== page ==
Meri’s Musical Musings

How important is the first private music teacher REALLY?

Posted on: February 16, 2012

When I first started taking private lessons, I was lucky that my first private teachers for clarinet and for piano were really good ones. Perhaps this was because I chose my own teachers, rather than my parents.  However, I have seen a number of students in which the student’s SECOND private teacher on an instrument sets them on a successful musical path. At the same time, many teachers say on music discussion forums that the first teacher is the most important one.  I have had many students on both clarinet and piano in which I am the second teacher in their journey, after coming from a poor-quality experience from their first teacher.

Many transfer students I get have significant technique problems or read music poorly, sometimes even after 3-5 years of study with their first teacher, who is often very inexperienced and usually inexpensive; typically below, sometimes well below, the recommended minimum fees for teaching lessons that are set by performing musician and music teacher associations. Frequently I see students with both their physical approach to playing an instrument AND reading problems. I mainly see the playing technique problems in clarinet students, and usually see the reading problems in piano students, especially those who with their first teacher were learning what are known as positional methods. In the case of the clarinet students, their first teacher sometimes push them to play very advanced pieces in only a couple of years of lessons or less. In the case of piano students, I’ve seen students who do not get to an exam boards Level 1 piano in 4-5 years.

Assuming the students and in most cases the parents want to change for the better, and are willing to learn much more successful methods of learning, and don’t mind going back to earlier levels and easier books, results are evident within the first few weeks to months of lessons. For clarinet students, this means we usually do major adjustments in their physical approach to the instrument, starting with the head and back, and sometimes their tone, which involves how they position their mouth relative to the instrument and increase the amount and speed of the air the student uses. For piano students, I assess what notes they can read and play, do some short sight-reading exercises on flashcards, have them play a piece they think they have been successful with, and work through a few pieces in the level of the method series I use that I think they will have quick success and find too easy, to build their confidence and trust.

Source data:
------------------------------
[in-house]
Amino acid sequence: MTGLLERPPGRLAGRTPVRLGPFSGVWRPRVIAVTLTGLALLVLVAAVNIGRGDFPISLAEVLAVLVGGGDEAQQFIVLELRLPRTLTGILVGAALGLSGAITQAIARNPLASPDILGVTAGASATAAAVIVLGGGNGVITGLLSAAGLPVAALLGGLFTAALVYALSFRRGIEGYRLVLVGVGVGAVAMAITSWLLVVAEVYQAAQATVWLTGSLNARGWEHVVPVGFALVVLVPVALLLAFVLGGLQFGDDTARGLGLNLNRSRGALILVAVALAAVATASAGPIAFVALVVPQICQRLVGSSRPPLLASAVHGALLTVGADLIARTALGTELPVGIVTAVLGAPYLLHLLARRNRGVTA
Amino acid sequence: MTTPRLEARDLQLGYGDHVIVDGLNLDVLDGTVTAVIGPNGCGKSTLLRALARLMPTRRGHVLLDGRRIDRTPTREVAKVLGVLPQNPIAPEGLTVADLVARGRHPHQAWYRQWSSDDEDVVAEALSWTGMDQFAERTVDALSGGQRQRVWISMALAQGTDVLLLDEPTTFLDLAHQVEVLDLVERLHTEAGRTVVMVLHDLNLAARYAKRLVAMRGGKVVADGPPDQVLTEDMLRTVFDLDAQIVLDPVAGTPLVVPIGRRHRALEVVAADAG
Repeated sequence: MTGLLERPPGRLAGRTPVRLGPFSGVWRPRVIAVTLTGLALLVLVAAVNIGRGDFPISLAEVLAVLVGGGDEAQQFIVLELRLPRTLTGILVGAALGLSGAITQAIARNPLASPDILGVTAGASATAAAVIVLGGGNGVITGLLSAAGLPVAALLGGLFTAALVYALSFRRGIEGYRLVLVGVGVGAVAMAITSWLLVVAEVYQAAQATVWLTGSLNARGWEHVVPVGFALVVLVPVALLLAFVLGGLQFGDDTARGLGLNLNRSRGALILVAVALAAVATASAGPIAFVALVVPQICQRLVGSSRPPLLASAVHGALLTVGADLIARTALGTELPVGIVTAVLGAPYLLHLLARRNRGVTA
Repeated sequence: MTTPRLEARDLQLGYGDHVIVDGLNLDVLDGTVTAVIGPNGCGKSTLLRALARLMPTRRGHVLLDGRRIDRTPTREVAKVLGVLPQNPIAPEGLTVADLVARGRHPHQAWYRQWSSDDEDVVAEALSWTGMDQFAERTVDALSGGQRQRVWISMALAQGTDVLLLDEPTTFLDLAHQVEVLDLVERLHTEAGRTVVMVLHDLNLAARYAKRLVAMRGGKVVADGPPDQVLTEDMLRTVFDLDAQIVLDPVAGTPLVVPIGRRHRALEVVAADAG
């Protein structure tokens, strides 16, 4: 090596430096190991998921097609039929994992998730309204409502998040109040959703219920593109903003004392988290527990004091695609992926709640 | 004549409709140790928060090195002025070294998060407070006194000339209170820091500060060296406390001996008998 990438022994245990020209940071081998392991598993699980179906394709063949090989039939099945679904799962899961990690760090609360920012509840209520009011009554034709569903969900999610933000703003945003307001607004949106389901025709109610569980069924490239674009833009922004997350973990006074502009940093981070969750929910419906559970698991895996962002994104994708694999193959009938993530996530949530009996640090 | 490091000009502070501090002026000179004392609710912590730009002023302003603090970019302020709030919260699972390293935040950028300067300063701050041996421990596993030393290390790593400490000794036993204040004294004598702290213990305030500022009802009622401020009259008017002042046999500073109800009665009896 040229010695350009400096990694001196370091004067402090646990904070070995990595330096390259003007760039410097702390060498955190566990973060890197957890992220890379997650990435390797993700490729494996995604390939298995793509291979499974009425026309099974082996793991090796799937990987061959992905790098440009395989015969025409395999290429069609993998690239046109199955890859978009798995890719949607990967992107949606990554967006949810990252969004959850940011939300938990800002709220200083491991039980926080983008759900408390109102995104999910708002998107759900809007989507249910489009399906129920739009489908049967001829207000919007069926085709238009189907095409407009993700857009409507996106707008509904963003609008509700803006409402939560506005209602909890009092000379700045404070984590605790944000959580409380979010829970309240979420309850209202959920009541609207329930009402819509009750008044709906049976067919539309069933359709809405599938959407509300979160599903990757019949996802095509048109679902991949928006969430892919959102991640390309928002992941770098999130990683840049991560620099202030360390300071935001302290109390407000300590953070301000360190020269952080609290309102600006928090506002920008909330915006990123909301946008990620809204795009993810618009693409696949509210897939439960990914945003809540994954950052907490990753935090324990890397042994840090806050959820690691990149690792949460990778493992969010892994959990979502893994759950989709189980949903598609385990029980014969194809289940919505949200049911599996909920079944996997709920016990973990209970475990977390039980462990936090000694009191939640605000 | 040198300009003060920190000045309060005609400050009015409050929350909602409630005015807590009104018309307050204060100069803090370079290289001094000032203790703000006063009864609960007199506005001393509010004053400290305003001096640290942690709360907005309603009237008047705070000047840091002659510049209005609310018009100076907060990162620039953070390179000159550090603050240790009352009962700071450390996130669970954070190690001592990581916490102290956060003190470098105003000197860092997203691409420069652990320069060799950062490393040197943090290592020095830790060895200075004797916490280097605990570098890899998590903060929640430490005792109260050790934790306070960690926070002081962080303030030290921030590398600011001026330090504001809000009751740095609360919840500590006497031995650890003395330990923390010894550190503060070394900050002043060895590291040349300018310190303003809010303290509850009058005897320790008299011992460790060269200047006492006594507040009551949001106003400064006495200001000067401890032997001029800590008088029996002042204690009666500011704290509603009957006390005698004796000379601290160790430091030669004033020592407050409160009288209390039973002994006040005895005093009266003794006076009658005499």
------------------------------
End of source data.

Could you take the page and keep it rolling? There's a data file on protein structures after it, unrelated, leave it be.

Many students with a good second teacher see results within 2-3 lessons; their parents usually can hear and see the results within 6-8 weeks. Within  a year, they will often have at least one very successful audition, exam, or competition. In the cases of the piano students, some students who did not get to Level 1 piano in a major examining board with their previous teacher, end up playing Level 3 and 4  pieces in 1-2 years of study with the second teacher, and achieve excellent results. Within 3-4 years of study with such a teacher, the students, if they choose, can successfully apply for music programs after high school, and even if they do not, they can continue to experience musical joy in learning pieces on their own, especially if the teacher has fostered independent learning skills, particularly with piano students.

So, if a student does not have a successful first teacher, please try a second one, especially if the student still wants to play the instrument they had lessons on before. If the student succeeds with the second teacher, especially if the second teacher uses very different methods to help students develop musical skills than the first one, then the student changes their relationship with music for the better.

A few more words before you go to try another teacher. First, terminate lessons properly according to the previous teacher’s or music school’s rules, at least 1 month’s notice. Second, be prepared to pay at least 50% more for lessons with the new teacher, and sometimes, even two times or more than the previous teacher’s fees.  But, going to a teacher who charges 50% more but which helps most students progress at an accelerated rate without excessive physical or mental strain is the bargain in the long run!


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  • None
  • V V: Wish I had read this before I fell for their scheme ! Oh well - have posted my experience on Yelp and N49 and hoping others can avoid the pain of fal
  • clariniano: Thanks for the additional information. It was actually Yelp that deleted my reviews, because of so-called bias. I too have seen the horrible technique
  • No Thanks: Former Teacher at the Ontario Conservatory of Music I took lessons at the Ontario Conservatory and when I left for private lessons from another tea
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